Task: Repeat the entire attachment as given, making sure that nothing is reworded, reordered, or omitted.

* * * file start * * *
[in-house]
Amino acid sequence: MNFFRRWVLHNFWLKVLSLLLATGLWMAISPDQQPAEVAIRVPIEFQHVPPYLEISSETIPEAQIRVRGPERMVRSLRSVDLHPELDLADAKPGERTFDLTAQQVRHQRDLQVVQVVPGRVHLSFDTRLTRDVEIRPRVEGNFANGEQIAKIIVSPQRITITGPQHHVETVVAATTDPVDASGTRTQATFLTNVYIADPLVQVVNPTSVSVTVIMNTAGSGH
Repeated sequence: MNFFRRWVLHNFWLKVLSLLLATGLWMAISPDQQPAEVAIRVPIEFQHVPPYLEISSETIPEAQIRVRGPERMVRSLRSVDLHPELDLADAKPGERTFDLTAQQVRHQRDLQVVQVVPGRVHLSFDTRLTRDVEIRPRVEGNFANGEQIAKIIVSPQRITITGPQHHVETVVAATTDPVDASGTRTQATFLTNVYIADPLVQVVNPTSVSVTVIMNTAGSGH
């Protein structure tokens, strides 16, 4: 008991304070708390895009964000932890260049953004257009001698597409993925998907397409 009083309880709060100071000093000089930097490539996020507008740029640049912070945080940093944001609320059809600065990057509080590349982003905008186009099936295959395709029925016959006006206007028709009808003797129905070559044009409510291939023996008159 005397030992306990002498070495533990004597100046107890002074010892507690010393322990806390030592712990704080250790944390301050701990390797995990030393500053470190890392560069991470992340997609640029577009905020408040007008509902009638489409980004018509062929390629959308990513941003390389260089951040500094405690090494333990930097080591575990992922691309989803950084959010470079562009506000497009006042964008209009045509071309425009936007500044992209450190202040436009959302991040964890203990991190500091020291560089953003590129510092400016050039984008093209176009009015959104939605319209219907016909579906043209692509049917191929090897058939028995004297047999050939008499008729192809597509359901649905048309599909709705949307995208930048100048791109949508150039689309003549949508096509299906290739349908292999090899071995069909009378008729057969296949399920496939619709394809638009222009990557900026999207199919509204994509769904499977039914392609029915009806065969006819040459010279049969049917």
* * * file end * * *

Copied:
[in-house]
Amino acid sequence: MNFFRRWVLHNFWLKVLSLLLATGLWMAISPDQQPAEVAIRVPIEFQHVPPYLEISSETIPEAQIRVRGPERMVRSLRSVDLHPELDLADAKPGERTFDLTAQQVRHQRDLQVVQVVPGRVHLSFDTRLTRDVEIRPRVEGNFANGEQIAKIIVSPQRITITGPQHHVETVVAATTDPVDASGTRTQATFLTNVYIADPLVQVVNPTSVSVTVIMNTAGSGH
Repeated sequence: MNFFRRWVLHNFWLKVLSLLLATGLWMAISPDQQPAEVAIRVPIEFQHVPPYLEISSETIPEAQIRVRGPERMVRSLRSVDLHPELDLADAKPGERTFDLTAQQVRHQRDLQVVQVVPGRVHLSFDTRLTRDVEIRPRVEGNFANGEQIAKIIVSPQRITITGPQHHVETVVAATTDPVDASGTRTQATFLTNVYIADPLVQVVNPTSVSVTVIMNTAGSGH
């Protein structure tokens, strides 16, 4: 008991304070708390895009964000932890260049953004257009001698597409993925998907397409 009083309880709060100071000093000089930097490539996020507008740029640049912070945080940093944001609320059809600065990057509080590349982003905008186009099936295959395709029925016959006006206007028709009808003797129905070559044009409510291939023996008159 005397030992306990002498070495533990004597100046107890002074010892507690010393322990806390030592712990704080250790944390301050701990390797995990030393500053470190890392560069991470992340997609640029577009905020408040007008509902009638489409980004018509062929390629959308990513941003390389260089951040500094405690090494333990930097080591575990992922691309989803950084959010470079562009506000497009006042964008209009045509071309425009936007500044992209450190202040436009959302991040964890203990991190500091020291560089953003590129510092400016050039984008093209176009009015959104939605319209219907016909579906043209692509049917191929090897058939028995004297047999050939008499008729192809597509359901649905048309599909709705949307995208930048100048791109949508150039689309003549949508096509299906290739349908292999090899071995069909009378008729057969296949399920496939619709394809638009222009990557900026999207199919509204994509769904499977039914392609029915009806065969006819040459010279049969049917």